Patricia Honychurch (21 September 1925 – 20 June 2019)
Janet Higbie, Peter Hulme, Lisa Paravisini, Polly Pattullo
When meeting Patricia, one thing we were all immediately made aware of was her extraordinary memory, especially for dates. She seemed to have instant recall of every birth, marriage, and death on Dominica during her lifetime, and she had an equally detailed recollection of all the significant liaisons. Some might call that gossip, but for researchers like us it was gold-dust. Since she combined that precision with a warm and generous nature, she became a delightful and welcoming friend to us over many years. Our research on Phyllis Shand Allfrey, Jean Rhys, and Eugenia Charles would have been much poorer, and much less enjoyable, without her.
Patricia was born in Manchester to Lennox Pelham Napier and his wife Elma, née Gordon Cumming. In 1932 the family, including Patricia’s younger brother Michael and their half-sister Daphne, settled in Dominica at Calibishie. Lennox and Elma both served as elected representatives – Elma as the first woman to sit in a West Indian legislature – and their home, Pointe Baptiste, received Jean Rhys, Patrick Leigh Fermor, Somerset Maugham, and Noël Coward amon its guests. Elma wrote two well-regarded novels and three memoirs. The typescript of the last of these, Black and White Sands, about her life in Dominica, Patricia carefully tended until it found its publisher, Papillote Press, in 2009.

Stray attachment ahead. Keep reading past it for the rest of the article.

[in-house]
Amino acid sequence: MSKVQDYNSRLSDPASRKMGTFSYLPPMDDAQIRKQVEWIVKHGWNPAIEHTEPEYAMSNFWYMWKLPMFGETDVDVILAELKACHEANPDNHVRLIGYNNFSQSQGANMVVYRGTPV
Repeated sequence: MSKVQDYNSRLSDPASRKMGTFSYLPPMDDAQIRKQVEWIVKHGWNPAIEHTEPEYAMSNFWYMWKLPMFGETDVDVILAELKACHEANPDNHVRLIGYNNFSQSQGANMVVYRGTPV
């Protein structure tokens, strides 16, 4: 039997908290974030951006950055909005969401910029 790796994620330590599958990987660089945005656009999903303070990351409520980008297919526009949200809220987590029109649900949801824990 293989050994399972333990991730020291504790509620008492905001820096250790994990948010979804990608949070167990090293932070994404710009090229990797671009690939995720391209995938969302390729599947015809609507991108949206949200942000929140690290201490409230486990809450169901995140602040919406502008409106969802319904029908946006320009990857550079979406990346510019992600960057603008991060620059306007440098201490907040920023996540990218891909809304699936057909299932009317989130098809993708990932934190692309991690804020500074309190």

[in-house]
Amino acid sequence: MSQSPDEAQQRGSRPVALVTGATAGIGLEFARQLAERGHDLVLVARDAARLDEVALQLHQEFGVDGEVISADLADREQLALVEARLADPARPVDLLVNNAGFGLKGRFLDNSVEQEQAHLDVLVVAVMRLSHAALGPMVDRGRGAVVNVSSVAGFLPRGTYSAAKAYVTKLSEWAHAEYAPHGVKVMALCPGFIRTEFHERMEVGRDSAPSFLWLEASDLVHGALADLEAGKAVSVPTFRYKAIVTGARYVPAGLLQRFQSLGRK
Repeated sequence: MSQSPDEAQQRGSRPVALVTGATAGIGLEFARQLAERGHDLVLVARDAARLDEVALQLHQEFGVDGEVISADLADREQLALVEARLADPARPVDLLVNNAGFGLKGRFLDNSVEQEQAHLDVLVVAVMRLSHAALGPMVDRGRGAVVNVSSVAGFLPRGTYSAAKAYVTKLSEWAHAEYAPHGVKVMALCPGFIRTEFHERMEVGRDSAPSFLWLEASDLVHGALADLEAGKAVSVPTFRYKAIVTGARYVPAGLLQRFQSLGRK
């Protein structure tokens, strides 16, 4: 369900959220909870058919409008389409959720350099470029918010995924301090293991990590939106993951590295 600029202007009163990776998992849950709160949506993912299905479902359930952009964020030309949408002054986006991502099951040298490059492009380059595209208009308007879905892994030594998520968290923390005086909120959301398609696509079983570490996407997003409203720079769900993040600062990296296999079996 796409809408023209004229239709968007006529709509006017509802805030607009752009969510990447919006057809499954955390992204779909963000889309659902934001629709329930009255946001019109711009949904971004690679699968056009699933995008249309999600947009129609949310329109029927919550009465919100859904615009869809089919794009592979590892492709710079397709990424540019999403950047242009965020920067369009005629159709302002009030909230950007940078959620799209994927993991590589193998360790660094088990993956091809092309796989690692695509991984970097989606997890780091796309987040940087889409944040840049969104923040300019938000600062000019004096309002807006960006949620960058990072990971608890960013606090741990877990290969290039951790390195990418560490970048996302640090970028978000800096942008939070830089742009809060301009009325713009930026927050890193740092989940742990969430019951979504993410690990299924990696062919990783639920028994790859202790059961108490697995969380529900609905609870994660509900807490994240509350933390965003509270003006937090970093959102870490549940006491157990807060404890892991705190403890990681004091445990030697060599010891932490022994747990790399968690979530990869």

Patricia married Edward Lancelot (Ted) Honychurch in 1951 and they had two children, Lennox (the historian of Dominica) and Sara, before divorcing in 1970. From 1981 she lived at D’Auchamps, part of the old Shawford Estate, near Trafalgar in the Roseau Valley, where she helped raise her grand-daughters, Petrea and Marica. She lived just long enough to know her great grand-daughters, Luna and Ella.
It was here at D’Auchamps that we knew her best, taking tea and cucumber sandwiches on the veranda with its view of the waterfalls across the Roseau Valley, her beloved dogs by her side, talking of books and people, unravelling chronologies of what happened when and untangling the complex relationships of Dominican family trees. She was unshockable and non-judgmental. Then, once we’d written something, her eagle eye would spot inaccuracies, typos, and grammatical infelicities with unparalleled sharpness.
In later years Patricia showed remarkable resilience, living alone at D’Auchamps where she slept with doors and windows open and unlocked, enduring the discomforts and deprivations of Hurricane Maria calm and clear-eyed. Complaining was not part of her indomitable spirit. Her mobility was impaired in her final years and she was lovingly cared for by Lennox and Sara; but her mind remained as sharp as ever. She was 93 when she died last summer. She is buried in her garden.